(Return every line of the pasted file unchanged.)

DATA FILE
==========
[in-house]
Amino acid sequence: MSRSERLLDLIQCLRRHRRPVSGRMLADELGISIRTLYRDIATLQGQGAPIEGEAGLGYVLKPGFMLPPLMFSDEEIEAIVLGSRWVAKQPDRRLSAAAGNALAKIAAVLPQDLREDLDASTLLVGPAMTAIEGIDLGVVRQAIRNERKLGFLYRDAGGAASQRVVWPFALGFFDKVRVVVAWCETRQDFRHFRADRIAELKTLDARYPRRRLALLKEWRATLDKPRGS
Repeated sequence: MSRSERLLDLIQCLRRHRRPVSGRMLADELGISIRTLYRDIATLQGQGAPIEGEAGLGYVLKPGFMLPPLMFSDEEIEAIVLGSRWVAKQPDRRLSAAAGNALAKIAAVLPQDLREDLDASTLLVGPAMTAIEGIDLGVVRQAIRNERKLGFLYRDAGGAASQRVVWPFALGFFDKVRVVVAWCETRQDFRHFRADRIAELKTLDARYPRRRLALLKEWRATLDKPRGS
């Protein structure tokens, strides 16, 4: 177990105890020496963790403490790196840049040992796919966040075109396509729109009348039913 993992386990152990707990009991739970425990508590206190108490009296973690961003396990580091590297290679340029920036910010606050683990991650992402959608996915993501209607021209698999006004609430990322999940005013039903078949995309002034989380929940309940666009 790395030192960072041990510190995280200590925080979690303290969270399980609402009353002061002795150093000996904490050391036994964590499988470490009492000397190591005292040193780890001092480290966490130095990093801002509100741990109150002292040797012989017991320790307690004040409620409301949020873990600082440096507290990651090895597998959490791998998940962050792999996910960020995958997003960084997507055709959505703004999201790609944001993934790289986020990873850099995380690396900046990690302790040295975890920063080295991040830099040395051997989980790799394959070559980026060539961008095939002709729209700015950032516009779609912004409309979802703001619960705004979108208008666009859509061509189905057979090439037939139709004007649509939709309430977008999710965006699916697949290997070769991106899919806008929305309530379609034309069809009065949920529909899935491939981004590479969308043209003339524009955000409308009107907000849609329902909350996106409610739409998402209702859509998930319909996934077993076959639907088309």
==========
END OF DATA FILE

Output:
[in-house]
Amino acid sequence: MSRSERLLDLIQCLRRHRRPVSGRMLADELGISIRTLYRDIATLQGQGAPIEGEAGLGYVLKPGFMLPPLMFSDEEIEAIVLGSRWVAKQPDRRLSAAAGNALAKIAAVLPQDLREDLDASTLLVGPAMTAIEGIDLGVVRQAIRNERKLGFLYRDAGGAASQRVVWPFALGFFDKVRVVVAWCETRQDFRHFRADRIAELKTLDARYPRRRLALLKEWRATLDKPRGS
Repeated sequence: MSRSERLLDLIQCLRRHRRPVSGRMLADELGISIRTLYRDIATLQGQGAPIEGEAGLGYVLKPGFMLPPLMFSDEEIEAIVLGSRWVAKQPDRRLSAAAGNALAKIAAVLPQDLREDLDASTLLVGPAMTAIEGIDLGVVRQAIRNERKLGFLYRDAGGAASQRVVWPFALGFFDKVRVVVAWCETRQDFRHFRADRIAELKTLDARYPRRRLALLKEWRATLDKPRGS
């Protein structure tokens, strides 16, 4: 177990105890020496963790403490790196840049040992796919966040075109396509729109009348039913 993992386990152990707990009991739970425990508590206190108490009296973690961003396990580091590297290679340029920036910010606050683990991650992402959608996915993501209607021209698999006004609430990322999940005013039903078949995309002034989380929940309940666009 790395030192960072041990510190995280200590925080979690303290969270399980609402009353002061002795150093000996904490050391036994964590499988470490009492000397190591005292040193780890001092480290966490130095990093801002509100741990109150002292040797012989017991320790307690004040409620409301949020873990600082440096507290990651090895597998959490791998998940962050792999996910960020995958997003960084997507055709959505703004999201790609944001993934790289986020990873850099995380690396900046990690302790040295975890920063080295991040830099040395051997989980790799394959070559980026060539961008095939002709729209700015950032516009779609912004409309979802703001619960705004979108208008666009859509061509189905057979090439037939139709004007649509939709309430977008999710965006699916697949290997070769991106899919806008929305309530379609034309069809009065949920529909899935491939981004590479969308043209003339524009955000409308009107907000849609329902909350996106409610739409998402209702859509998930319909996934077993076959639907088309």